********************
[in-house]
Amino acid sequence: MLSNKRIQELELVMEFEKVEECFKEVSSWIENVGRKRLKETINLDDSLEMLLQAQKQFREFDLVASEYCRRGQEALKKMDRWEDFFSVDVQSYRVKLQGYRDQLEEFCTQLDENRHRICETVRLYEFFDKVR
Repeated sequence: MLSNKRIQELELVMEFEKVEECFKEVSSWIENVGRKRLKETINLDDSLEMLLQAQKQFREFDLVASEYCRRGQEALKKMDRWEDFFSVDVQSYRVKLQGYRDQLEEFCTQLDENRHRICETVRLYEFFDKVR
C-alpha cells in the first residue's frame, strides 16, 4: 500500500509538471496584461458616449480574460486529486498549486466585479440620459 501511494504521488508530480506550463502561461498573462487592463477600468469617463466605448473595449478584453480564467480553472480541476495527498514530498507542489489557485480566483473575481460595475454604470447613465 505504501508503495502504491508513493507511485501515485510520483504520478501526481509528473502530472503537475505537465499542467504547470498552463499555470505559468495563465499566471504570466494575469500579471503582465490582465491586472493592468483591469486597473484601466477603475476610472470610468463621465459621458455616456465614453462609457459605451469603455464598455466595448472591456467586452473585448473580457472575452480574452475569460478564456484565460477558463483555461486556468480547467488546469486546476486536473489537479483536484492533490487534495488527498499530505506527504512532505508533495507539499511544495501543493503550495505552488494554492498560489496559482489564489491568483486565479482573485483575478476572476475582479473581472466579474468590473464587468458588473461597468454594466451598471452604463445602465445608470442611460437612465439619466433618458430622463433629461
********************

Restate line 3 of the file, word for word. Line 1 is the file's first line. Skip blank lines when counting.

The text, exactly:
Repeated sequence: MLSNKRIQELELVMEFEKVEECFKEVSSWIENVGRKRLKETINLDDSLEMLLQAQKQFREFDLVASEYCRRGQEALKKMDRWEDFFSVDVQSYRVKLQGYRDQLEEFCTQLDENRHRICETVRLYEFFDKVR